In discussions of Britain's predicament in Iraq, it is often assumed that British interests and American interests are identical. For instance, people looked at the Iraq Study Group chaired by former secretary of state, James Baker, and a former democratic congressman, Lee Hamilton, to see whether it offered a way forward on the footing that what would be right for the US would suit us equally well.
In fact, the Iraq Study Group document is written entirely in terms of American interests narrowly defined. It could have asked what is the best policy for the Western Alliance or what is the right course for the American-led Coalition in Iraq. Or what should the Allies do now? But it did none of these things. Its explicit purpose was to discuss ways of protecting "America's credibility, interests and values".
Fair enough. I wouldn't expect anything else. But in that case let us likewise consider solely our own credibility, our own interests and our own values. In advising this, however, I am making another assumption which also requires examination: that we could or should act independently of the Americans. On a "realpolitik" view, which dispenses with sentiment, we would do so if it suited us. But as it happens I do harbour sentimental feelings about the duties of allies towards each other in war. You don't leave your friend in the lurch when things are going badly.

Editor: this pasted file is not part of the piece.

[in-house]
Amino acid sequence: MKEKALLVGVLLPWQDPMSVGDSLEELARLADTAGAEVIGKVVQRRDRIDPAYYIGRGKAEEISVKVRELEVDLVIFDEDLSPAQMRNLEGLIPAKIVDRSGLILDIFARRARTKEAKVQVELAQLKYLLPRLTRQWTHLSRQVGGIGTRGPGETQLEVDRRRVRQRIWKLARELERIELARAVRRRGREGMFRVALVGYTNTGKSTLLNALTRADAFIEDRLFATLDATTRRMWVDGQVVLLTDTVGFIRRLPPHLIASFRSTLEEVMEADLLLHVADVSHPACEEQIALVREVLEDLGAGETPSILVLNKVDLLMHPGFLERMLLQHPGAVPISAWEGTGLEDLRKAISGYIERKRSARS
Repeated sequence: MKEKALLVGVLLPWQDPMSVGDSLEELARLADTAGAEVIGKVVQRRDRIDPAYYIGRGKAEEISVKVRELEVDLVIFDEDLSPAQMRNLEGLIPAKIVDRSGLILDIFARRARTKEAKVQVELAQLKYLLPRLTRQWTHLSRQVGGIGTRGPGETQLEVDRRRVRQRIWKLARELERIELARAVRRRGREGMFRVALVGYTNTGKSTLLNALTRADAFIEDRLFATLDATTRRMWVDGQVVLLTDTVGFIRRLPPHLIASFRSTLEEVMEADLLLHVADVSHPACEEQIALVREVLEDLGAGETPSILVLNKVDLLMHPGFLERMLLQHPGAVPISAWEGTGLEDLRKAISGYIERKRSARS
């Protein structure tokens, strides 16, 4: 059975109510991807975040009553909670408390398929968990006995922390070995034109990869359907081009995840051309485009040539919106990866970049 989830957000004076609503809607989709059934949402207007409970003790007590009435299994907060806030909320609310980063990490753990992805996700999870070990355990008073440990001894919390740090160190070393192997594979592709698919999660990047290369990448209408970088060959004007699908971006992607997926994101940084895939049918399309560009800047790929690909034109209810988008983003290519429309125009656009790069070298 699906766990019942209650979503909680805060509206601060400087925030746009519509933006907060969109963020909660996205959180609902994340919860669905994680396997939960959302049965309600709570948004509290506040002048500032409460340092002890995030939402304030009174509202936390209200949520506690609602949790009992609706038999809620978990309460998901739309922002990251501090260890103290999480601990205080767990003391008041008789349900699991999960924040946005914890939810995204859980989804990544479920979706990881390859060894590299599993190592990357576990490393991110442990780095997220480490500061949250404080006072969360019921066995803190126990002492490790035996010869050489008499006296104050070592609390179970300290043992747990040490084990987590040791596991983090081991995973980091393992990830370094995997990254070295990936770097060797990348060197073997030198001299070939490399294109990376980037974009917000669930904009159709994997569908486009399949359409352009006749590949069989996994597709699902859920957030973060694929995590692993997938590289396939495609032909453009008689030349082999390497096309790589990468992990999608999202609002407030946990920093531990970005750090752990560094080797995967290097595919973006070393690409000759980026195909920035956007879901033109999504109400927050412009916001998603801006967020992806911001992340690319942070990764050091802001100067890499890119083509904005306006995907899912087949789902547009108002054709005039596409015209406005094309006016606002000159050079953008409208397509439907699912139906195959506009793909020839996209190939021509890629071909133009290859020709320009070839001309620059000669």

Friend? That is the question. Have we actually been friends in arms, engaged in a joint enterprise, admittedly as the junior partner? In fact, the evidence points quite the other way. Donald Rumsfeld, the US Defence Secretary, said in March 2003, just before the invasion of Iraq began, that British military help was not essential. As a US State Department official, Kendall Myers, commented the other day in a lecture given in Washington: "That was a sort of give away. I felt a little ashamed and a certain sadness that we had treated Mr Blair like that. And yet here it was - there was nothing, no pay back, no sense of a reciprocity of the relationship."
The testimony of Mr Myers on his own wouldn't be enough to establish the point. But the importance of his recent remarks is that they confirm what had in any case become obvious. Mr Blair has contrived to have himself treated by Mr Bush as a "useful idiot". There has been no reciprocity in Mr Myers' sense. So we owe no duty of friendship towards Mr Bush. Of the many humiliations Mr Blair has put upon us, this is not the least: he has allowed the US to use Britain for its own purposes. It's time we looked after ourselves.
In this frame of mind, let us turn back to the Iraq Study Group report. It conveys the unanimous view of its 10 members. They are all alike experienced, distinguished and sufficiently full of years to be beyond personal ambition. They state flatly that there is little evidence that the long-term deployment of US troops by itself (note they don't say Coalition troops) "has led or will lead to fundamental improvements in the security situation".
The situation is "grave and deteriorating". The report emphasises that "there are no risk-free alternatives available to the United States at this time". And it adds: "Reducing our combat troop commitments in Iraq, whenever that occurs, undeniably creates risks, but leaving those forces tied down in Iraq indefinitely creates it own set of security risks."